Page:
Tuesday, June 21, 2016

JAPANESE: Yuzu Kosho AND Yuzu Kosho Oil - condiments QUICK LINKS - Add spice to your July 4th picnic

The juice makes a floral vinaigrette; it's also used in ponzu, an addictive Japanese dipping sauce. Bottled yuzu juice can be found at specialty foods stores and Asian markets. If unavailable, substitute 3 tablespoons fresh lime juice and 1/2 tablespoon fresh orange juice for RECIPE ABOVE.  


Meet yuzu kosho oil, the easy-to-make hot sauce that will have you obsessed. Yuzu kosho, a fermented chili-yuzu paste, is common in Kyushu, in southwest Japan, where it’s often sold in a little jar, says Ganso Yaki co-owner Harris Salat. His executive chef and co-owner, Tadashi Ono, dreamt up a riff on the paste (which on its own is too thick to use as a sauce), which they call “yuzu kosho oil,” and which is as easy as pie to make on your own. 
And it goes on everything: chicken? Yes. Beef ribs? Yup. Sautéed mushrooms? Absolutely. 
Ono simply took the yuzu kosho, added yuzu juice and a glug of oil, and put a little jar of it on every table. As Salat says, “It works great with fish, pork, chicken, beef, lamb; it’s so versatile!”
It’s also insanely addictive. Give it a whirl, use it on everything, and report back!
Yuzu Kosho Oil
Courtesy of Tadashi Ono, Ganso Yaki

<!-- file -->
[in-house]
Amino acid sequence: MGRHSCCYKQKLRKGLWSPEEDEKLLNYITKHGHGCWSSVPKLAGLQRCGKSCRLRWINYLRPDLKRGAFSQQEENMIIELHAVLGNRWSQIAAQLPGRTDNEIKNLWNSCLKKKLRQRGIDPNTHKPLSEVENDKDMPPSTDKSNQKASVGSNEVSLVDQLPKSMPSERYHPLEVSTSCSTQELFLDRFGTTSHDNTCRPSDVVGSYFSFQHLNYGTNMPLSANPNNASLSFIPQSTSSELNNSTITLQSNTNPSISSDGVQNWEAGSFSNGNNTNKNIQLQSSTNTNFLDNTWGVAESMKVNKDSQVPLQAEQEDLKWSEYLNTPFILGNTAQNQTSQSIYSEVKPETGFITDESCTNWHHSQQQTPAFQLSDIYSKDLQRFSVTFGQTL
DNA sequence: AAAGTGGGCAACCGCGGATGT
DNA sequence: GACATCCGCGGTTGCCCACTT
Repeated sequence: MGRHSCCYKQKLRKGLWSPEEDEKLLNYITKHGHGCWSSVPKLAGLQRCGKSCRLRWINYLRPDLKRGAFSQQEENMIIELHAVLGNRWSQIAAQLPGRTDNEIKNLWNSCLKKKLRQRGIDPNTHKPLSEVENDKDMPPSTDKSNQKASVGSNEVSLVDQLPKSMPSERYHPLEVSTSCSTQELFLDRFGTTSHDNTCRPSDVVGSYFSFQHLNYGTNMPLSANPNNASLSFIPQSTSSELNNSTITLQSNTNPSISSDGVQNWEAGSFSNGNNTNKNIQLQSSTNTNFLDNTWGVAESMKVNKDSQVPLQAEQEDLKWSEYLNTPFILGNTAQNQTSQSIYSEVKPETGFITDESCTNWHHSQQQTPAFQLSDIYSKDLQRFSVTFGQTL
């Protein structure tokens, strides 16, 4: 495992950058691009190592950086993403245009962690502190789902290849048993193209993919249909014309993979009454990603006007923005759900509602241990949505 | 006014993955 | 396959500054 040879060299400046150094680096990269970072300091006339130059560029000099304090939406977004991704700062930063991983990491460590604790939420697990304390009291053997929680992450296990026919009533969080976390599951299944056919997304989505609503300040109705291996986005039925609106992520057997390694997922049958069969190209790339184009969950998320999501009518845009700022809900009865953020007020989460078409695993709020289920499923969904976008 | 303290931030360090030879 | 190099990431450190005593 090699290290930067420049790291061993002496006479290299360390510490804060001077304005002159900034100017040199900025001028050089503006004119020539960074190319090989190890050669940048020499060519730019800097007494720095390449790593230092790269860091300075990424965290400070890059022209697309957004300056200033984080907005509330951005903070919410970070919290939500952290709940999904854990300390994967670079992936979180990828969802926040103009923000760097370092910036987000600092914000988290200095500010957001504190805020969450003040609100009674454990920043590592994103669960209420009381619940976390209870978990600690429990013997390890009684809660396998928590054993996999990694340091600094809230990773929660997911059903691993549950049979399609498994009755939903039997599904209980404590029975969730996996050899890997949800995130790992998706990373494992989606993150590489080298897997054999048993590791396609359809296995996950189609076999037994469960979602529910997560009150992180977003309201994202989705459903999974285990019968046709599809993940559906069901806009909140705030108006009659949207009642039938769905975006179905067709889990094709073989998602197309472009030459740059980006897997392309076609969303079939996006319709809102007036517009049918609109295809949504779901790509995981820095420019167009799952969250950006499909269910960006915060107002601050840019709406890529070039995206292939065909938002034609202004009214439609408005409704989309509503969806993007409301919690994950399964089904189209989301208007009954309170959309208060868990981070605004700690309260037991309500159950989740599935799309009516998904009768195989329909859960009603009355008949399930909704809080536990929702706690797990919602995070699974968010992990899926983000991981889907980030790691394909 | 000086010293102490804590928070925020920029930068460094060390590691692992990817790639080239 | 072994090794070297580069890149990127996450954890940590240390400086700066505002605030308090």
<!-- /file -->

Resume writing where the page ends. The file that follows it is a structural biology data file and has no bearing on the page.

½ cup vegetable oil (such as soybean oil)
1 tablespoon red yuzu kosho* (available online and at specialty Asian markets and
½ tablespoon yuzu juice.
Blend together until smooth. Store in refrigerator for up to one month.
*Melissa Clark, genius recipe developer for The New York Times, suggests that, if you’re not able to find bottled red yuzu kosho, you can substitute 1 teaspoon of hot sauce or chile powder mixed with 2 teaspoons fresh lemon juice and 1 teaspoon lemon zest. 
Recipe from Martha Stewart

Grilled Salmon and Chilled Somen with Yuzu Sauce

This tasty dish, courtesy of chef Takashi Yagihashi (Takashi's Noodles), is a great way to serve noodles on a warm day. 

  • 4 (4-ounce) salmon fillets
  • Coarse salt and freshly ground pepper
  • 12 ounces dried somen noodles
  • 12 cherry tomatoes, halved
  • 1/4 cup chopped daikon
  • 1/4 cup chopped cucumber
  • 1 cup Yuzu Dipping Sauce
  • 8 stems mitsuba, cut into 1-inch pieces (or substitute with daikon sprouts or cilantro)

    1. Heat a grill or grill pan over high heat. Season salmon with salt and pepper; place salmon on grill and cook, turning once, until medium-rare, 2 to 3 minutes per side.
    2. Fill a pot with water and bring to a boil over high heat. Add noodles and cook according to package instructions. Drain and rinse noodles under cold running water. Drain well and divide evenly between 4 bowls.
    3. Top each bowl of noodles with tomatoes, daikon, and cucumber. Place a salmon fillet in each bowl and drizzle with sauce. Garnish with mitsuba and serve.

Thursday, June 9, 2016

AMERICAN: from the Kitchen on Foodnetwork - Make the Most of Your Summer Bounty

The Kitchen starts off summer with Marcela Valladolid's 

Grilled Pork Tenderloin with an Apricot Serrano Salsa, 

then Katie Lee shows how to make recipes from 

leftovers with her Pork Tenderloin Quesadillas. Learn 

how to keep produce fresh all summer long and how to 

better your backyard with DIY tips and tricks. Plus, 

author and nutritionist Joy Bauer joins the fun with her 

healthy Mint Chocolate Chip Ice Cream, food and 

lifestyle expert Chadwick Boyd makes Radish and Snap 

Pea Bites with Brown Butter Rosemary Drizzle, and 

Geoffrey Zakarian whips up a Pina Perfected cocktail.